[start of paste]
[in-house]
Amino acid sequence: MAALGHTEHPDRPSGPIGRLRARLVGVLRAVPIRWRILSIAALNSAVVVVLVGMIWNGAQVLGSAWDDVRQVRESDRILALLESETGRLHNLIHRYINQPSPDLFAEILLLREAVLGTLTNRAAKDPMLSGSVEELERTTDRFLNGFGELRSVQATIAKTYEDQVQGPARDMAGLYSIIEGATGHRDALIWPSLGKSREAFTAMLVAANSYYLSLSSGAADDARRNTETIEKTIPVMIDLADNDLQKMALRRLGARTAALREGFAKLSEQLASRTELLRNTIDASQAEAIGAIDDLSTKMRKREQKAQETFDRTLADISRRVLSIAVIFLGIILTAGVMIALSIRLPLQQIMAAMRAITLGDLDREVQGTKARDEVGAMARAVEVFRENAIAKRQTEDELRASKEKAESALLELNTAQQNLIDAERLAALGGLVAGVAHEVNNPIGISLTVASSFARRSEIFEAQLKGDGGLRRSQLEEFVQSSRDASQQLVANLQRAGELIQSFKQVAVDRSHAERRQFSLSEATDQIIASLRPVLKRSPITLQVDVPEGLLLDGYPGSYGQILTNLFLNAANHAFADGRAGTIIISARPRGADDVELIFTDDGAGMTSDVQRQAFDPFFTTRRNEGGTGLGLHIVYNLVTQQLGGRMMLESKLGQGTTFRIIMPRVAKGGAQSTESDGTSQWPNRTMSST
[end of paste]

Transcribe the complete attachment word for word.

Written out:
[in-house]
Amino acid sequence: MAALGHTEHPDRPSGPIGRLRARLVGVLRAVPIRWRILSIAALNSAVVVVLVGMIWNGAQVLGSAWDDVRQVRESDRILALLESETGRLHNLIHRYINQPSPDLFAEILLLREAVLGTLTNRAAKDPMLSGSVEELERTTDRFLNGFGELRSVQATIAKTYEDQVQGPARDMAGLYSIIEGATGHRDALIWPSLGKSREAFTAMLVAANSYYLSLSSGAADDARRNTETIEKTIPVMIDLADNDLQKMALRRLGARTAALREGFAKLSEQLASRTELLRNTIDASQAEAIGAIDDLSTKMRKREQKAQETFDRTLADISRRVLSIAVIFLGIILTAGVMIALSIRLPLQQIMAAMRAITLGDLDREVQGTKARDEVGAMARAVEVFRENAIAKRQTEDELRASKEKAESALLELNTAQQNLIDAERLAALGGLVAGVAHEVNNPIGISLTVASSFARRSEIFEAQLKGDGGLRRSQLEEFVQSSRDASQQLVANLQRAGELIQSFKQVAVDRSHAERRQFSLSEATDQIIASLRPVLKRSPITLQVDVPEGLLLDGYPGSYGQILTNLFLNAANHAFADGRAGTIIISARPRGADDVELIFTDDGAGMTSDVQRQAFDPFFTTRRNEGGTGLGLHIVYNLVTQQLGGRMMLESKLGQGTTFRIIMPRVAKGGAQSTESDGTSQWPNRTMSST